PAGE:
Hastings is one of the only places outside of the Isle of Wight where dinosaur bones can be found and this popular and important site has yielded some important finds over the years. Fish, shark, plant, reptile remains, bivalves and gastropods can also be collected. Keep a look out for dinosaur footprints.
♦ The cliffs at Hastings are best accessed from the large car park at ‘Rock-A-Nore’. Simply follow the Hastings seafront eastwards and head towards the ‘Old Town’. This is also the road to the well-known fishing tackle shops.
♦ Nearby, there are toilets and several food outlets/shops. You will pass a sea life centre and a fisherman’s museum.
♦ Continue to the end of the large car park, where you will have to pay to park. Access to the beach appears to be blocked off with a bar put across what once was a footpath to the beach. This is for safety reasons, since the old concrete ramp and steps down have become badly eroded.
♦ You can still access the beach safely by climbing over the bar and descending some concrete blocks. However, as this is no longer an official access point, this is entirely at your own risk.
♦ Ref: TQ 83330 09699 – 50.85773°N, 0.60345°E
FIND FREQUENCY: ♦♦♦♦ – Hastings has yielded excellent fish specimens and dinosaur fragments, but is also over collected due to its popularity. The best time to collect is after the winter storms and scouring conditions.
CHILDREN: ♦♦ – Access to the beach can be difficult for younger children now that the old official way down is badly eroded. The foreshore is also very rocky. Keep away from the base of the cliffs.
ACCESS: ♦♦♦ – Access to the foreshore at Hastings is easy to find, being right next to a very large car park, where there are toilets and several food outlets/shops. You don’t have to walk very far, but, be warned that the beach can be very rocky and access can be difficult, due to the heavily eroded ramp and steps.
TYPE: – Fossils can be found in the chalk of the foreshore and also within boulders. However, the cliffs should not be hammered into.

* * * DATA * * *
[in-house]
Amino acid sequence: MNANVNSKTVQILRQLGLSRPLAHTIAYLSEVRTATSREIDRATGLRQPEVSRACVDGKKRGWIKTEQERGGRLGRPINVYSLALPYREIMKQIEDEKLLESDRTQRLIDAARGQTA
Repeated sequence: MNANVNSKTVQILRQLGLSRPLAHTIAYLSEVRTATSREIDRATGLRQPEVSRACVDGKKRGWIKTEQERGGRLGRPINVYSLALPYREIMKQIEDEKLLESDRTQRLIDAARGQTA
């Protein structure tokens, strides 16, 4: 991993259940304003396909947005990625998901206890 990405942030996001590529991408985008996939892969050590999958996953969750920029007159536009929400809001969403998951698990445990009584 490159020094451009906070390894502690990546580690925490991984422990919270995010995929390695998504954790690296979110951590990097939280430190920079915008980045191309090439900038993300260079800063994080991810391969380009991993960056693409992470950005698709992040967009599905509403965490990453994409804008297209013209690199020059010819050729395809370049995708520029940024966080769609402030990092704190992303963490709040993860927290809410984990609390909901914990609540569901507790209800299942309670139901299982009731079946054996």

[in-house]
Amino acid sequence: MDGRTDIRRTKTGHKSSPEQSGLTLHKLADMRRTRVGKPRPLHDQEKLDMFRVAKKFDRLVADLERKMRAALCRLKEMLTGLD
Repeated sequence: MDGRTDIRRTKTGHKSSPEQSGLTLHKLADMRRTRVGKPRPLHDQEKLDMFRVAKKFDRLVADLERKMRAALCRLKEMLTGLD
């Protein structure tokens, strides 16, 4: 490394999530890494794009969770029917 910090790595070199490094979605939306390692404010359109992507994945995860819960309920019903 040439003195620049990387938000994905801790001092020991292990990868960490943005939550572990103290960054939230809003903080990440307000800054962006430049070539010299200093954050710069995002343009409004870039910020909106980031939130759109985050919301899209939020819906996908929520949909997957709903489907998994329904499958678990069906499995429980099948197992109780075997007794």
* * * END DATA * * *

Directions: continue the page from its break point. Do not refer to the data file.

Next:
There is a wide variety of fossils to be found at Hastings, from dinosaur bones (mostly fragments) to complete fish. Small teeth are quite common, especially sharks’ teeth, such as Hybodus. The most common fish is Scheenstia, the scales of which can be found in the rocks and clay. Keep an eye open for dinosaur footprints, the most common being from Iguanodon. These are quite hard to find, but look for three indentations, where it looks as if something has pressed into the soft rock. In addition, you can find crocodile bones and teeth (other reptile remains have also been found here), a number of different bivalves and gastropods, and a few varieties of plants (especially Equisetites, which is a horsetail). Success at Hastings is often subject to beach conditions. The ideal time to visit is after exceptional high tides and storms. A good scour will clear away the shingle and allow you to search the foreshore for bones, shells, teeth and plants. Fossils can generally be found anywhere along the foreshore. You should search around the areas of clay and examine the rocks, because most of the bones and fish remains are found in these hard blocks. Many small teeth can be collected from the clay, especially at Rock-A-Nore itself. Search in the clay and mud of the scree slopes, especially after heavy rain. In these conditions, fossils are washed out and often just waiting to be picked up.
The high sandstone cliffs at Rock-A-Nore are part of the Upper Ashdown Formation and are overlain by shales and sandstones from the Wadhurst Clay. These are from the Wealden Group from the Valanginian Age of the Lower Cretaceous. The Ashdown formation is split into two parts, with the majority of the cliff at Rock-A-Nore made up of the Ashdown Sandstone, but, as you walk towards Ecclesbourne Glen (where there is a large waterfall), the Fairlight Clay is exposed in the lower part of the cliff and foreshore.
As always, common sense when collecting should be used and you should check tide times before going, as the sea always reaches the base of the cliff at high tide. Note that many people each year are cut off by the tide. The other important thing to note is the danger of falling debris from the high cliffs. Stay away from the foot of the cliff and, if you are breaking rocks, do so well away from the cliff, as hammer vibrations can cause debris to fall. Hard hats should be worn.
Many fossils can be found on the foreshore and in the scree slopes, but the best fossils are normally found in the hard rocks on the beach. For this reason, you will need to bring a hammer and chisel to extract them.
This site is a site of special scientific interest (SSSI). This means you can visit the site, but hammering the bedrock is not permitted. For full information about the reasons for the status of the site and restrictions, download the PDF from Natural England.